This question is too large to be answered exactly point by point. There are books about design, and other books about user experience, which explain in every detail how to make the software, consumer products, books, advertisements, toys for babies more attractive to the target audience. Actually, your question is similar to:
I'm a designer, I have some idea of programming (I learned Basic at school for two weeks) but I don't have time to learn programming. I am asked to do an e-commerce website from scratch using ASP.NET MVC and Microsoft SQL. Can you explain me what's those two things and how can I use them to do a successful work?
In all cases, if you want to make "attractive" charts but don't have time to read dozens of books and you don't have a designer in your company (is it possible?), you can try to inspire yourself from what you see around: professional websites, presentations, etc. You have to note some rules and patterns, and apply them to your charts. You may get it wrong sometimes, because some rules work well for websites but fail for consumer products or charts or toys for babies, but in general, you have more chances to succeed.
For example, if I take the chart in your edit:
I notice the very first error: shadows. Shadows must be used with caution. In a website, such usage would be unacceptable. A good example of how shadows must be used is Apple.com. Each element the user can interact with has a small shadow, giving a feeling of a volume. No other element has a shadow. In a case of a chart, this may be more acceptable, since users are not intended to interact with the chart. Still, shadows are too large and too separated from the elements. Also, here, there is no need for them: each element has already a border.
Rule of thumb: KISS (or, if you want, "be lazy"). Don't add a border and a shadow and a background color at the same time. Don't make the text bold italic Arial Black 200 red underlined with a yellow border on lime background blinking. Do only what you need to do to add visual impact, nothing more.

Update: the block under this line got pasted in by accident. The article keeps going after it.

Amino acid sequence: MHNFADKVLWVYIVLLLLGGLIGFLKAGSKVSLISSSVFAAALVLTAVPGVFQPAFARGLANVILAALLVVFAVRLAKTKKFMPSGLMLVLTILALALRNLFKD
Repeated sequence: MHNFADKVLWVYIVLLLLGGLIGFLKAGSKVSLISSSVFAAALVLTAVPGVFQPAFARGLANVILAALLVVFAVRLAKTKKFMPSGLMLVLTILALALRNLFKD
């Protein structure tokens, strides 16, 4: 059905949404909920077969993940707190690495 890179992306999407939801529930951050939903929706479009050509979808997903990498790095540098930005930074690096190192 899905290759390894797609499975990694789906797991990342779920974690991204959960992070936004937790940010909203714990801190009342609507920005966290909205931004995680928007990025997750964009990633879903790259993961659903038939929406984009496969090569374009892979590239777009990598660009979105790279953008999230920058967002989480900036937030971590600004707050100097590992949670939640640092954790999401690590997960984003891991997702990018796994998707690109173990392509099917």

Think about styling your charts: nobody wants to see those ugly black and white UML diagrams. But don't overstyle: it will only become worse: UML black and white diagrams are ugly but usable. A rainbow multi-font blinking GIF-animated crap with plenty of icons and arrows that change color is not only ugly, but also unusable.
For the charts, remember the specificity of the context. If it will be shown through a projector, you can't have a green text on a white background: it will just magically disappear when projected on a wall. If it supports your talk, don't put too much on a slide: too much graphics, too much numbers, too much text. The illustration above is a good example of what you must never do for a presentation: with such slide, you're sure that half of the audience goes to sleep, and the other half stops listening to you, trying desperately to understand what's this thing.
Finally, remember that you're here for your audience, not the opposite. If you'll show the chart as the one illustrated above to marketing people, they'll say themselves that you suck. Do they know what is the cloud (or they believe it's something to do with applications which are hosted in the sky/space)? Do they know what represents the brown icon with "DB" on it? Can they explain what is a web app, and how is it different from something-else-app or from a website?